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symbol table question

 
 
Richard Trahan
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      06-07-2005
Consider the following code:

package mypackage;
$x = 7;
otherpackage::mysub($x);
....
package otherpackage;
sub mysub
{
# retrieve variable name here
}

In mysub, I would like to retrieve the name mypackage:, as well as
the variable type (SCALAR). How do I do that? I know how to use
caller() to retrieve the caller's package, and I know how to iterate
through the caller's symbol table to retrieve symbolic names
and existence of types, but I don't know how to associate one
of them with the alias to $x in mysub, i.e., $_[0].

Any help, please. Thanks.
 
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Brian McCauley
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      06-07-2005
Richard Trahan wrote:

> Consider the following code:
>
> package mypackage;
> $x = 7;
> otherpackage::mysub($x);
> ...
> package otherpackage;
> sub mysub
> {
> # retrieve variable name here
> }
>
> In mysub, I would like to retrieve the name mypackage:, as well as
> the variable type (SCALAR). How do I do that? I know how to use
> caller() to retrieve the caller's package, and I know how to iterate
> through the caller's symbol table to retrieve symbolic names
> and existence of types, but I don't know how to associate one
> of them with the alias to $x in mysub, i.e., $_[0].



if ( \${"${caller}::$name"} == \$_[0] ) {
print "First argument to mysub is \$$name in package $caller\n";
}

> Any help, please.


More helpfull would be the advice "Don't do this". Package variables
are very rare in modern well written Perl code, most variables are
lexicially scoped so won't have a name in the symbol table. Some, of
course, could have more than one.

What are you trying to achive? This smells distictly X-Y.

If your subroutine really must take an argument that is a symbol table
entry (which I think is unlikely) then it is better to make it
explicitly do so. Actually I hate psudo-GLOBs so I'd pass a GLOBref.

$x = 7;
otherpackage::mysub(\*x);

 
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Richard Trahan
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      06-07-2005
Brian McCauley wrote:
>
> What are you trying to achive? This smells distictly X-Y.
>

Thank you for your response. I hadn't thought of equating the references.

I am expanding the Track program in Damian Conway's book, chapter on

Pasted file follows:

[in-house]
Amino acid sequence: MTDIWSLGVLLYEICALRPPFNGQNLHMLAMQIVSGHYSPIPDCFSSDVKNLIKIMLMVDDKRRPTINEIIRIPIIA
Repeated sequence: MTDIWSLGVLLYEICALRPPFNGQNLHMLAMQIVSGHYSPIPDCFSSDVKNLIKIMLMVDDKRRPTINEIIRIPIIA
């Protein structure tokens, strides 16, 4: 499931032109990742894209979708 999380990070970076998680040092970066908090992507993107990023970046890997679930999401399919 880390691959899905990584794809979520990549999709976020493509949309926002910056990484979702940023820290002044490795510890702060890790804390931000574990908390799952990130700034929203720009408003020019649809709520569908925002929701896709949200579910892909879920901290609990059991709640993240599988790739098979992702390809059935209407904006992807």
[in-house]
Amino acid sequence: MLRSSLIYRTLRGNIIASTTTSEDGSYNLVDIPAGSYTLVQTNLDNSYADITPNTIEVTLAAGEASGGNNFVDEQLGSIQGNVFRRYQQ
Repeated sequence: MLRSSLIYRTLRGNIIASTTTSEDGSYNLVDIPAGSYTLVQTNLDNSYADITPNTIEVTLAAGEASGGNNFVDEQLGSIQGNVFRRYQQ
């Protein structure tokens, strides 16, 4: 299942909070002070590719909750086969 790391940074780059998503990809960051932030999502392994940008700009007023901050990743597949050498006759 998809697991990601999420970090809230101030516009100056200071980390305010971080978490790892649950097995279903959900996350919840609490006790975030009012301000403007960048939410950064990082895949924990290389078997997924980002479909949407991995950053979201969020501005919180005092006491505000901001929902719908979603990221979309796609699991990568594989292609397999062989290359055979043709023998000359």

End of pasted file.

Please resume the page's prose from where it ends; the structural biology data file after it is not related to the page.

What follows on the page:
Ties. The procedure, for scalars, is to call a tracking class which ties
the tracked variable after setting up a hash object and some stuff in
the STORE and FETCH methods which record caller() info. The proc is
limited in that it does not print the variable names, and it's
cumbersome to look at source code to match caller() info to debug
output in order to determine what variable is being dumped.

Another limitation is that the Track class, as shown in Conway's
book, relies on sub aliasing of @_ to variables, provided they're
scalars. For example, the setup for tracking a scalar is:
Track->scalar($myvariable)
In Track::scalar(), $_[0] is the class name ("Track") and $_[1] is
aliased to $myvariable (I've never been quite sure what an alias
is under the hood, although I know it refers to the same memory
location). But if you try to do something like:
Track->hash(%myhash)
it doesn't work, since Perl flattens %myhash into a list, rather than
putting an alias into $_[1]. If you try something like
Track->hash(\%myhash), you get a reference in hash(), and I don't know
how to tie a variable if you only have a reference to it. (I think
dereferencing it produces a copy of the hash, not an alias.) Therefore,
the Track class cannot be expanded to include hashes using this procedure.

Instead, the program setting up the tracking must call
tie(%hash,"Track",@arglist); tie() seems to be a magic syntax that
doesn't flatten %hash. (This is not explained anywhere, AFAIK.)

I don't like symbol tables either, thank you, but I think they're
necessary when developing debuggers and IDEs.

BTW, if you're into Tk, could you have a look at my other post? That's a
more serious problem for me now, and I've had trouble finding Tk fellow